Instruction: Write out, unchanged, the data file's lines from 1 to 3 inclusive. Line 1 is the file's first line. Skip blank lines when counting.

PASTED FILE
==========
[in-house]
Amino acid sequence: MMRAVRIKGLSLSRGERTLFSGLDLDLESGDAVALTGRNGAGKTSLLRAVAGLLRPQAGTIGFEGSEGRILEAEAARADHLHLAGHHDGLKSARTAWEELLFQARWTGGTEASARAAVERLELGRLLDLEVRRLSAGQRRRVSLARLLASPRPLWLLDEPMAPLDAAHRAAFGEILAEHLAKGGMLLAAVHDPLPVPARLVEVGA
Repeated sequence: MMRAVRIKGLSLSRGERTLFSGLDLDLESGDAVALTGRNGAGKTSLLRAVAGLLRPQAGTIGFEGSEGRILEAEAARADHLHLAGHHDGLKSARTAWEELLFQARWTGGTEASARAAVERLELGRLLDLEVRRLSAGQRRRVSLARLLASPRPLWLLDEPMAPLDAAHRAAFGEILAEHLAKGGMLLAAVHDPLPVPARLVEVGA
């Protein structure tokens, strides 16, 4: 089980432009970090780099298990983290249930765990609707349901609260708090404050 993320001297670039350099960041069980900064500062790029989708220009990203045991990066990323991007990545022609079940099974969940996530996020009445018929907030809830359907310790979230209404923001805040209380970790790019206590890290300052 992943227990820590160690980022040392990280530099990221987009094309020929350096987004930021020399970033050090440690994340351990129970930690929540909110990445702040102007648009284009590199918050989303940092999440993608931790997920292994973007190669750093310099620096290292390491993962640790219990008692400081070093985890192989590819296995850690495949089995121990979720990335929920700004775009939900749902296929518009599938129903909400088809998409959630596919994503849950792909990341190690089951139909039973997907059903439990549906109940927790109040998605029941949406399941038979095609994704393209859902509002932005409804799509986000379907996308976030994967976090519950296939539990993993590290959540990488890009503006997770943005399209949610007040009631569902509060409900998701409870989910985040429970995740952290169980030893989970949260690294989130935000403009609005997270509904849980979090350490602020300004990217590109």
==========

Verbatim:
[in-house]
Amino acid sequence: MMRAVRIKGLSLSRGERTLFSGLDLDLESGDAVALTGRNGAGKTSLLRAVAGLLRPQAGTIGFEGSEGRILEAEAARADHLHLAGHHDGLKSARTAWEELLFQARWTGGTEASARAAVERLELGRLLDLEVRRLSAGQRRRVSLARLLASPRPLWLLDEPMAPLDAAHRAAFGEILAEHLAKGGMLLAAVHDPLPVPARLVEVGA
Repeated sequence: MMRAVRIKGLSLSRGERTLFSGLDLDLESGDAVALTGRNGAGKTSLLRAVAGLLRPQAGTIGFEGSEGRILEAEAARADHLHLAGHHDGLKSARTAWEELLFQARWTGGTEASARAAVERLELGRLLDLEVRRLSAGQRRRVSLARLLASPRPLWLLDEPMAPLDAAHRAAFGEILAEHLAKGGMLLAAVHDPLPVPARLVEVGA